6. @notme! You bet I'm going to all the Back to School Sales. Some of my little soft coolers are getting grubby and Oxyclean is not able to do the job! I do like the ones that are a little pricier when I'm sneaking in food into a restaurant. Somehow, a hard-sided Igloo looks out of place!
  7. Congratuations! You and 30% of the population carries the genes to potentially develop celiac disease. A gene test just excludes celiac disease but can not diagnose it. Have you been on a gluten free diet? Is that why you were not able to take the standard celiac blood test?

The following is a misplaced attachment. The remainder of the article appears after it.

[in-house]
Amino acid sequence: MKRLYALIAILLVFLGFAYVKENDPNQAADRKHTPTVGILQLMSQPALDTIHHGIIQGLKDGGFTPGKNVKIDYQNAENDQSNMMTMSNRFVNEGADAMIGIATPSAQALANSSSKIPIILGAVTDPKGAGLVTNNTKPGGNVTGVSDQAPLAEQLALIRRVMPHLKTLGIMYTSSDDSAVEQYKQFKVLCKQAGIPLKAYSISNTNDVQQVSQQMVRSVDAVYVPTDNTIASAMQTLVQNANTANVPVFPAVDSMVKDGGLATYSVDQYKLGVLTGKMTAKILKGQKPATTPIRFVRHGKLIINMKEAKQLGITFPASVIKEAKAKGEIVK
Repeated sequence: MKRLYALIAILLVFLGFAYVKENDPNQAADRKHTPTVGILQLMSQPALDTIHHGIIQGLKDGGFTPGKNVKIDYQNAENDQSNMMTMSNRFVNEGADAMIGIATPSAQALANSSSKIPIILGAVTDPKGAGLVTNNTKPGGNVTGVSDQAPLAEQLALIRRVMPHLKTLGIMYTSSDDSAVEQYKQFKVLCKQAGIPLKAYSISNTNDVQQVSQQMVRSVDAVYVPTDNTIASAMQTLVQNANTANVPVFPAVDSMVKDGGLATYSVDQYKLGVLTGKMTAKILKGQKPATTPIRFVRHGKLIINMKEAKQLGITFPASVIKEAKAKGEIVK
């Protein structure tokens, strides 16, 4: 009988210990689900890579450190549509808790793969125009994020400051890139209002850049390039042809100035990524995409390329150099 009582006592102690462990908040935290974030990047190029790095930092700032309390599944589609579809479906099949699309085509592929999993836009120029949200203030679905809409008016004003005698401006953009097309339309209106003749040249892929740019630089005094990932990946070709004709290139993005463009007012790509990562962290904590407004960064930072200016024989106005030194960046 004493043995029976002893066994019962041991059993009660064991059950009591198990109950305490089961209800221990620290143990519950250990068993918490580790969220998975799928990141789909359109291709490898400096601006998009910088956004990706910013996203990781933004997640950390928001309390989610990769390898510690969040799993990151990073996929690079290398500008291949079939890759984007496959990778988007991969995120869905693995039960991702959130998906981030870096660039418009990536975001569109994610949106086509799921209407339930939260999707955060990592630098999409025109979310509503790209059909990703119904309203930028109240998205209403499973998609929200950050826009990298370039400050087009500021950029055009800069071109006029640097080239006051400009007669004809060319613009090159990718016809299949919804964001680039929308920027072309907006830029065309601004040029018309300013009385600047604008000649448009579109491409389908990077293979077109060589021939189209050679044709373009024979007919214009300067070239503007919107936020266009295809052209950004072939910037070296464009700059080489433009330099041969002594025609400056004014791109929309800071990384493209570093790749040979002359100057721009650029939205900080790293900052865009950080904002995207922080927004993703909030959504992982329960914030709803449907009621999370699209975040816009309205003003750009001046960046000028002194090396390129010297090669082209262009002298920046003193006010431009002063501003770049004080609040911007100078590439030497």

8. Back to Dr. Google for you! A histamine intolerance is not a true IGE mediated allergic reaction. Read up! It does often (like many intolerances) occur with celiac disease because the small intestine is damaged. It can resolve once the gut has healed. celiac disease antibodies can take time to build up (in your blood stream for the test or skin). That's why the gluten challenge is 8 to 12 weeks. In the case of DH, you can eat something and days or weeks later, the DH rash will appear and you'll go crazy trying to figure out when you got "glutened" (but don't take any serious gluten advice from me because I don't have it). You can have several things wrong with you and a wheat allergy and celiac disease can occur at the same time. Add on something like Mast Cell Activation, Autoimmune Hives, Histamine Intolerance.......the list can be endless (at least that is how some of us feel.) Of course your high school could be making you ill. Think of all that stress! Who knows what lurks in your building, but let's face it, you ate some gluten. Best of luck to you on your challenge!